Collider had the chance to meet with Michael De Luca (writer of Judge Dredd, producer on Blade II, Zathura, Ghost Rider) at ShoWest and discuss, amongst other things, the Metal Gear movie adaptation. I’ve picked out the relevant MGS related content from the interview for you. De Luca discusses the aim of the adaptation and achieving an independent cinematic aura whilst staying true to the franchise, he also clarifies his previous comment on Kurt Wimmer — he is not directing, he isn’t even hired yet — he is currently involved in the adaptation writing process. Though this doesn’t rule him out for a directing role in the future.
Collider: So this is the question that every fan…I’m asking this for every fan…what are you going to do to finally make a kick-ass video game movie?
Mike De Luca: I mean, hopefully not screw it up. For me adapting a video game is just like adapting a book or a play or any other…whenever you’re adapting from another medium for film you try to take into account what you need to do to make it a movie.
With books it’s how you compensate for not being inside a character’s head and with video games I think what you have to compensate for is the loss of interactivity, you know. What makes video games fun is that you get to be the character and you’re sitting there ruling the universe and it’s a really first person interactive experience. When you’re in your theatre seat, you’re stuck with these subjective versions of the story and the game from a director or the writer’s point of view. You can’t interact with what’s going on so whatever turns you on about the game, you’re immediately disadvantaged […]
So I think the bar is higher and I think in the past, people haven’t realized that they set the bar low for video game movies thinking that oh, there’s a built in audience and we don’t need to go crazy with this movie. […] [In Metal Gear Solid] the Cain and Able story between Solid Snake and Liquid Snake and their relationship with their father and the storyline of Metal Gear Solid 4 has the makings….there’s so much story in Metal Gear as opposed to other video games that I think it’s going to be a challenge but it’s an upscale problem to have so much thematic subtexts and story material to draw from, so I think we have a leg up already. It’s such a rich universe and Kojima is like George Lucas in terms of creating this universe so what it says about war by proxy in this kind of future where war has been outsourced to private companies I think can be almost very topical and also kind of satirical in like a “Robocop” kind of way, so I think if we can get a script that honors the storyline of all 4 games, but that also has a cinematic aesthetic you know the kind of aesthetic Verhoeven brought to “Robocop” or the kind of aesthetic the Wachowski’s brought to “The Matrix”. If there’s a cinematic identity to the piece that exists on its own, it doesn’t conflict with the DNA of the game, you know that’s our goal is to pull off those 2 things. Not mess with the DNA of the game but provide a movie that is an adaptation but that has it’s own cinematic identity so even if you don’t play the game you know, you’ll come out of that movie feeling like you did at the end of “The Matrix” or the end of “Robocop”. That’s our goal anyway.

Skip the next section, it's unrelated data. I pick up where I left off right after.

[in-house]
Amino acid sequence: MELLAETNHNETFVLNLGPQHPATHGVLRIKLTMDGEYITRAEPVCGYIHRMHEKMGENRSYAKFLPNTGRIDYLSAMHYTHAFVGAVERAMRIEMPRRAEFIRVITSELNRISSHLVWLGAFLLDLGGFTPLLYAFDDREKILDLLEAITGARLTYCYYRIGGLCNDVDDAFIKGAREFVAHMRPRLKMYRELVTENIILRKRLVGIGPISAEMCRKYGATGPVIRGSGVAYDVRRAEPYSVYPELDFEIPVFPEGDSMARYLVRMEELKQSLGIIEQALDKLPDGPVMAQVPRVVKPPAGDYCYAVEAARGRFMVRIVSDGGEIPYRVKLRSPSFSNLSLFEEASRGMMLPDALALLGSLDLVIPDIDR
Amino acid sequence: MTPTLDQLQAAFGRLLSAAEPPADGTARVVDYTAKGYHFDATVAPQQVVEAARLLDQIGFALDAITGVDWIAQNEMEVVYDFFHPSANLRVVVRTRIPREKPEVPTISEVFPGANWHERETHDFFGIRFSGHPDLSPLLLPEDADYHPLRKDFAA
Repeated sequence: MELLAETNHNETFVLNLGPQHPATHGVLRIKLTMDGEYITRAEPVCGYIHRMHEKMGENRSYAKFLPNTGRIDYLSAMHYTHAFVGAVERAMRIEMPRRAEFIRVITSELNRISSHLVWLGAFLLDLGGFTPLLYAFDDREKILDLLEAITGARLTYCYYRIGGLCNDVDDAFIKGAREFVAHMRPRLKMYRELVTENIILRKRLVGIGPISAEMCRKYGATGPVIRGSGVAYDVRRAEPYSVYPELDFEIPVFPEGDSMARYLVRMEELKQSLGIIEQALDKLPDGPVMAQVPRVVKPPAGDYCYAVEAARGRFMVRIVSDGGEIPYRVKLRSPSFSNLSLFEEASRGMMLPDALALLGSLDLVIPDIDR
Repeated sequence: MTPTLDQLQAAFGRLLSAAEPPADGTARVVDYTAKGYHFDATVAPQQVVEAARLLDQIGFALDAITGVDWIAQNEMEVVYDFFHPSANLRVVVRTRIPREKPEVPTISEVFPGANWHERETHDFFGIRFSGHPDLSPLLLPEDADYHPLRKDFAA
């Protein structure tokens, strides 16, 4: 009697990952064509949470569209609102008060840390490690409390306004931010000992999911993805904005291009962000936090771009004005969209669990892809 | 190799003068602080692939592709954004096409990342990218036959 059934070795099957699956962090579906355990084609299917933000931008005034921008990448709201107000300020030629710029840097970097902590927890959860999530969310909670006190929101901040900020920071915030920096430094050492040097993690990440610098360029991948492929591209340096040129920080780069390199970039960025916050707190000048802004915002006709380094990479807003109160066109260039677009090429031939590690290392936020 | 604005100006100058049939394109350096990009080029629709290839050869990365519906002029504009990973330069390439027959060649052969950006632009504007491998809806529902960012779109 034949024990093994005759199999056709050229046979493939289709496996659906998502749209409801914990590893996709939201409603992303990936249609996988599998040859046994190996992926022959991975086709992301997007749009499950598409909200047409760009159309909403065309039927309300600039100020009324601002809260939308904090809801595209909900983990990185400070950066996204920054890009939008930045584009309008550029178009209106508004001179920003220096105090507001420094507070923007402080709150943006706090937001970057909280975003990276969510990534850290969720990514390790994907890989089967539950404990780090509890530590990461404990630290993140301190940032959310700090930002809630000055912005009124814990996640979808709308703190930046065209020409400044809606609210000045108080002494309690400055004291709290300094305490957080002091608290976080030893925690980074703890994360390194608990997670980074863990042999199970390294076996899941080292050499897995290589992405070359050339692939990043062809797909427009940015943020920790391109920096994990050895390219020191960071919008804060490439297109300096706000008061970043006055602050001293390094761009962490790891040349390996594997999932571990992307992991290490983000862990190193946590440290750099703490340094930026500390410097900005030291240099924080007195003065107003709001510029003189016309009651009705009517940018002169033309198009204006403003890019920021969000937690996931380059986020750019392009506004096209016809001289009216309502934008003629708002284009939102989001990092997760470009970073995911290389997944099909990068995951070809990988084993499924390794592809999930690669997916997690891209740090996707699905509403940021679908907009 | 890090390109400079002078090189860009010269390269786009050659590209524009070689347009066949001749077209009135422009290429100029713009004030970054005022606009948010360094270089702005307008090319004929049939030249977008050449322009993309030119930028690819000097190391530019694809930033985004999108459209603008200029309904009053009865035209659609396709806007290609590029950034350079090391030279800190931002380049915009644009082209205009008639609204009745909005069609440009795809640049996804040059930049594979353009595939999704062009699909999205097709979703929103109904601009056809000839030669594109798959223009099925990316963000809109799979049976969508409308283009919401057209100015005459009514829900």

Collider: I guess that being said, have you thought […] $100 million movie—this is a summer blockbuster or this is going to be one of these mid-range kind of things?
Mike De Luca: No, they know it’s big. I mean, we don’t want it to be crazy big but they know it’s big on the bigger side of things.
[…] This writer Kurt Wimmer is one of the people we’re looking at to talk to about pitching on it.
[…] Kurt is like one of many people we’re talking to about pitching us back a take on adapting the franchise. He hasn’t been hired or anything.